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Diabetes Distress in Young Adults with Youth-onset Type 2 Diabetes: TODAY2 Study Results

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posted on 11.01.2022, 15:53 by Paula M. Trief, Diane Uschner, Melinda Tung, Marsha D. Marcus, Maria Rayas, Sarah MacLeish, Ryan Farrell, Joyce Keady, Lily Chao, Ruth S. Weinstock, the TODAY Study Group
Objectives: To assess prevalence of high diabetes distress and associated factors in the Treatment Options for type 2 Diabetes in Adolescents and Youth (TODAY2) cohort of young adults with youth-onset type 2 diabetes.

Methods: Participants completed the Diabetes Distress Scale (DDS) at end-of-study visits. Factors examined for association with high distress were demographic (gender, race/ethnicity, age, education, income), medical (HbA1c, BMI, complications), psychological (depressive and anxiety symptoms), and social (number in household, have offspring, healthcare coverage, established with diabetes care provider). Univariate logistic regressions identified factors associated with high distress that were controlled for in multivariate logistic regressions.

Results: Of 438 participants, 66% were female, mean age=26.8 years, 18% non-Hispanic white, 37% non-Hispanic Black, 38% Hispanic. High distress (DDS ≥2) was reported by 105 (24%) participants. Subscales identified 40% with high “Regimen Distress,” 29.7% with high “Emotional Burden.” A greater percentage of those with high distress were female (p=0.002), diagnosed with hypertension (p=0.037) and retinopathy (p=0.005), insulin treated, had higher HbA1c, and moderate-to-severe depressive and anxiety symptoms (all p’s <0.001). In multivariate analyses, female gender, HbA1c (p<0.001 for both), anxiety symptoms (p=0.036), and lack of healthcare coverage (p=0.019) were associated with high distress, controlling for potential confounders. Reporting moderate-to-severe depressive symptoms was associated with high regimen distress (p=0.018) and emotional burden (p<0.001); insulin treatment was associated with high emotional burden (p=0.027).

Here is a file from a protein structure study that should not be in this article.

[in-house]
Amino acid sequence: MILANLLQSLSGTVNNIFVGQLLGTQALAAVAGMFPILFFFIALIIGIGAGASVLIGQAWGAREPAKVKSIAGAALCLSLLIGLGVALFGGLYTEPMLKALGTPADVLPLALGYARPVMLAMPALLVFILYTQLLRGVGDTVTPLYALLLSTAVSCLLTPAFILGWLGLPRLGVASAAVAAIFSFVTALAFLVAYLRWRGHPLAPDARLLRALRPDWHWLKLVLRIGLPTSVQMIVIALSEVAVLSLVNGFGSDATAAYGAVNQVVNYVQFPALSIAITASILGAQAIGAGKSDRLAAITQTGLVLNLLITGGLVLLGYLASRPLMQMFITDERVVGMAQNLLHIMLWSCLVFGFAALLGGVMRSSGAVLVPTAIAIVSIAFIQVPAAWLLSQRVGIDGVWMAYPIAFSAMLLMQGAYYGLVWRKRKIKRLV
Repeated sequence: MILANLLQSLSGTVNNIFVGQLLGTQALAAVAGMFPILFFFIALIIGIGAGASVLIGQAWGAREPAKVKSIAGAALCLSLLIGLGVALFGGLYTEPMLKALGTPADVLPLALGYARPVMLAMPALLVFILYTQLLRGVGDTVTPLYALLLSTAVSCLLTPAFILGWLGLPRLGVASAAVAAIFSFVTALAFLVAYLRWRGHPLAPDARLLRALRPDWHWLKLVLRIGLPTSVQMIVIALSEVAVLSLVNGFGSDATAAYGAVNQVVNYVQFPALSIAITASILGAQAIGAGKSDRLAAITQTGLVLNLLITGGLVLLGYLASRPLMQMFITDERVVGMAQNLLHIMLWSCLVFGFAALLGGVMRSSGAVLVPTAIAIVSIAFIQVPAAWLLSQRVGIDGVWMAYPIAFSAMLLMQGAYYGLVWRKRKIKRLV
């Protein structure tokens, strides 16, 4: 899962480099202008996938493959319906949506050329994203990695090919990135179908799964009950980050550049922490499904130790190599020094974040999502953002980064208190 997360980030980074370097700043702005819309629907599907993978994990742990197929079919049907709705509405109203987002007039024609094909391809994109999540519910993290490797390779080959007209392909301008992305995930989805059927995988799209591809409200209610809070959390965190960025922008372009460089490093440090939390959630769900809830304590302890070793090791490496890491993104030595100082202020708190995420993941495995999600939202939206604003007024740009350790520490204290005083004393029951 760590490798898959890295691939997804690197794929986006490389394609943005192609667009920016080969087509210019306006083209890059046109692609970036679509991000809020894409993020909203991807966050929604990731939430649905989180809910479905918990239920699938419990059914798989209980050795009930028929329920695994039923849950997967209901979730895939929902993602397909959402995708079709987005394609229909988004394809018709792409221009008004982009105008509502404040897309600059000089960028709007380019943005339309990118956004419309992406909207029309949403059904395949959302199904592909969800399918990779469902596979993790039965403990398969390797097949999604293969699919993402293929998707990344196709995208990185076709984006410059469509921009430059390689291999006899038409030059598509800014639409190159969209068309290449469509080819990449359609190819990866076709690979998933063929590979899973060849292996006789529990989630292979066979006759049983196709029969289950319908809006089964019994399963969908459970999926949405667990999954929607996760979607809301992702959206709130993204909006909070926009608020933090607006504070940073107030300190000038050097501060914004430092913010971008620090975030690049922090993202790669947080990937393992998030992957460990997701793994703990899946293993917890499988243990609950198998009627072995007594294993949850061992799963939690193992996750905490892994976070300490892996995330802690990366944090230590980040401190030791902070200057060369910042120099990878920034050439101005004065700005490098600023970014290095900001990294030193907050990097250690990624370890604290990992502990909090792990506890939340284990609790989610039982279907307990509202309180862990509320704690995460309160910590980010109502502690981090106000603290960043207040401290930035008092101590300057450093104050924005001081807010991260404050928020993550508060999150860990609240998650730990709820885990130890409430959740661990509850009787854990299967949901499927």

Conclusion: Future research should identify modifiable factors associated with high diabetes distress in those with youth-onset type 2 diabetes that may inform distress interventions with this medically vulnerable group.


This work was completed with funding from NIDDK and the NIH Office of the Director through grants U01-DK61212, U01-DK61230, U01-DK61239, U01-DK61242, and U01-DK61254. The content is solely the responsibility of the authors and does not necessarily represent the official views of the National Institutes of Health. The NIDDK project office was involved in all aspects of the study, including: design and conduct; collection, management, analysis, and interpretation of the data; review and approval of the manuscript; and decision to submit the manuscript for publication.